MY TAKE
My Take
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Talking about core values while ignoring our minorities

PUBLISHED : Wednesday, 04 June, 2014, 5:26am
UPDATED : Wednesday, 04 June, 2014, 5:26am

Core values are like mission statements. They are things we would like to think we treasure and practise, something to feel good about ourselves. So business leaders have their core values for Hong Kong like a free market and respect for private property. Pan-democrats prefer other things like the rule of law and a free press. Chinese communists like stability, order, prosperity and harmony. There is an element of self-glorification and self-deception in all these - my core values are superior to yours.

Of course, core values, like mission statements, are not necessarily what we practise or practise well. But is it possible to have a negative core value? If it is, here is a possible candidate that I find quite prevalent at most levels of our society - something we believe in and practise, though not so overtly as before. For lack of a better word, let's call it racism. It is the belief and widespread practice, from government to society to our daily life, that we should ignore, and make invisible, ethnic minorities, and deny them benefits and perks we so readily give to the local Chinese, and more so, to the local and mainland elites, and privileged expatriates.

That's why the Education Bureau is perfectly happy to see the well-respected St Margaret's Girls' College in Mid-Levels, which has a majority of ethnic-minority students, being kicked out by its landlord without a permanent campus to relocate to. That's why we have popular textbooks about racial harmony that do nothing but promote racial stereotypes. One text has pupils matching non-Chinese people with different jobs - Filipinos as maids, a South Asian as a construction worker, and a white guy in a suit as a teacher. Another textbook matches "common physical characteristics" like thin and thick lips, "very dark skin" and "curly hair" to white, black, brown and yellow races. What century are we in - back in early British colonial times?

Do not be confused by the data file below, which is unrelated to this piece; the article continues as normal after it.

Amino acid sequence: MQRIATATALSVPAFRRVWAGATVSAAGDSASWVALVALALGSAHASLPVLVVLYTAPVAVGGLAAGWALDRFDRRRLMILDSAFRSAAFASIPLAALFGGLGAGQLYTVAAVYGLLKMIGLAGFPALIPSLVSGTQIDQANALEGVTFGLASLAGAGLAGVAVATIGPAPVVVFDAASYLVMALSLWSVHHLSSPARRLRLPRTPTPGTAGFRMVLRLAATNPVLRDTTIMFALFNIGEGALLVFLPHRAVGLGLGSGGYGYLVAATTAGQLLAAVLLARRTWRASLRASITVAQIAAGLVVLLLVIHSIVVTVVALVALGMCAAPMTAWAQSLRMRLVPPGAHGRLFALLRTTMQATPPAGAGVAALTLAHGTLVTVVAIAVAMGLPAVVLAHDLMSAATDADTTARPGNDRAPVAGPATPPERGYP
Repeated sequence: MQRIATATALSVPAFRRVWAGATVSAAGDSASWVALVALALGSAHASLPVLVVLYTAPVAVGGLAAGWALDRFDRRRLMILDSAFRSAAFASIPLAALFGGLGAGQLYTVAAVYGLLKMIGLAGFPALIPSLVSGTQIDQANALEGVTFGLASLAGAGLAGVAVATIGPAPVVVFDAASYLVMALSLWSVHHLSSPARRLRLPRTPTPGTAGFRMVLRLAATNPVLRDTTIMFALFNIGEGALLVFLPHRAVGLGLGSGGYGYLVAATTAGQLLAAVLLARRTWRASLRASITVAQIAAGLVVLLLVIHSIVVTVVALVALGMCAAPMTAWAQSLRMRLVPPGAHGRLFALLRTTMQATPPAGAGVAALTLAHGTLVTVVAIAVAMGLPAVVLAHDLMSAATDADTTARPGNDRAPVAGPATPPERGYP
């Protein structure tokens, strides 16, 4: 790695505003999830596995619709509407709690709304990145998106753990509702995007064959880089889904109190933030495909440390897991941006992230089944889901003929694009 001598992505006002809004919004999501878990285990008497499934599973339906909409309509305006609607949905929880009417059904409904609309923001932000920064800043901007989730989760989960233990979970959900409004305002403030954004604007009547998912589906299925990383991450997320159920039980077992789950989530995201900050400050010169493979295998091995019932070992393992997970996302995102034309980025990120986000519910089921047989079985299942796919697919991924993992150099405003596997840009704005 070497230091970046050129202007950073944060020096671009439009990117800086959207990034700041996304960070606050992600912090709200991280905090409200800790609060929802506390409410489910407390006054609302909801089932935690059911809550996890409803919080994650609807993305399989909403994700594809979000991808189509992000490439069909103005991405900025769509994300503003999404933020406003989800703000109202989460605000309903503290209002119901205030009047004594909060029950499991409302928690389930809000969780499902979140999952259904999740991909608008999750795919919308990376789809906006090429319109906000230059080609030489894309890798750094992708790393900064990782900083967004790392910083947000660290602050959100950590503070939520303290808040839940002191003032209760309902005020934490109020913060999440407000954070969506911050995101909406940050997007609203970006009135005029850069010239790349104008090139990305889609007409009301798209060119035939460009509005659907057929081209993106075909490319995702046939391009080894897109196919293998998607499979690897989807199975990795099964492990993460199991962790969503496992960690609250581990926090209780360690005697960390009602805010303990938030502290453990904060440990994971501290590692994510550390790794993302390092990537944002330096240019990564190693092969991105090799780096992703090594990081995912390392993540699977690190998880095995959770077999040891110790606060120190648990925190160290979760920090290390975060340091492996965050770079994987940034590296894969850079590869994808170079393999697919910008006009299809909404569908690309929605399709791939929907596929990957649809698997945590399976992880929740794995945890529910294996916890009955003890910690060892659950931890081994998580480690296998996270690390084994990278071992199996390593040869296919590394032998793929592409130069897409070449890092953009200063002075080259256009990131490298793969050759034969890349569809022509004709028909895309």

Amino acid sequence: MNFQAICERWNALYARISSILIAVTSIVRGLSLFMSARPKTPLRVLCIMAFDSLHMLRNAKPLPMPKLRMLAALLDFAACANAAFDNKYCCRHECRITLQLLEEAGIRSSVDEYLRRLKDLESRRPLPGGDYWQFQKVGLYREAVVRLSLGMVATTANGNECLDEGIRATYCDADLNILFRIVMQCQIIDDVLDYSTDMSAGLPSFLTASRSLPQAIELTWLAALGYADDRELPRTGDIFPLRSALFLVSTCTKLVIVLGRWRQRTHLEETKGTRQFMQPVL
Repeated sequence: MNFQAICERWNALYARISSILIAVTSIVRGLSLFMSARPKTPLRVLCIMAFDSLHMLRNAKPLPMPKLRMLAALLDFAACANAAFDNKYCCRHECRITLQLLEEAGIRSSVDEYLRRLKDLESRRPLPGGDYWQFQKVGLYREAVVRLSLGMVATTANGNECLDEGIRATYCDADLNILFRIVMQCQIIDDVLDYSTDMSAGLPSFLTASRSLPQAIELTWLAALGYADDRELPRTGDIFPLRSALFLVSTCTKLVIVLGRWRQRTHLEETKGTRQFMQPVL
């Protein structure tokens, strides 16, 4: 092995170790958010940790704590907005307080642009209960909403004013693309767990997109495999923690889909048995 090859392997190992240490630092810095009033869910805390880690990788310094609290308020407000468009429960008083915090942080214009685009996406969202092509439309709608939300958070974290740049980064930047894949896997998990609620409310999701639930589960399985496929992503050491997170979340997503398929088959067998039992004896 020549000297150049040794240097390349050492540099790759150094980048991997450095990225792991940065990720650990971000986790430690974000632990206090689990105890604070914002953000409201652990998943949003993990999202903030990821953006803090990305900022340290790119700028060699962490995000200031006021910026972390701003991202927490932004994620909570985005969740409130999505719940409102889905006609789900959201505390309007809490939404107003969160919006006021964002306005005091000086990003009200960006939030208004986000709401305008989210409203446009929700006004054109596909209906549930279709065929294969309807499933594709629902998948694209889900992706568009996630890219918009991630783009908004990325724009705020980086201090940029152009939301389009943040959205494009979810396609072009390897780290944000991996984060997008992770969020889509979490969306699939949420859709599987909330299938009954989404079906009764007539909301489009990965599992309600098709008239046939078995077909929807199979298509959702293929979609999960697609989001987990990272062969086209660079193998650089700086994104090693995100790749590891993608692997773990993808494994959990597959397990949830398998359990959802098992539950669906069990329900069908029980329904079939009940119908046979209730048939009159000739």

Meanwhile, the bureau in recent years bent over backwards to help the most famous and expensive international schools to expand, with temporary sites and permanent homes. Even the more recent Nord Anglia school in Lam Tin gets tax breaks and free land, though its mother company is listed on the New York Stock Exchange. So much for their non-profit, charity status!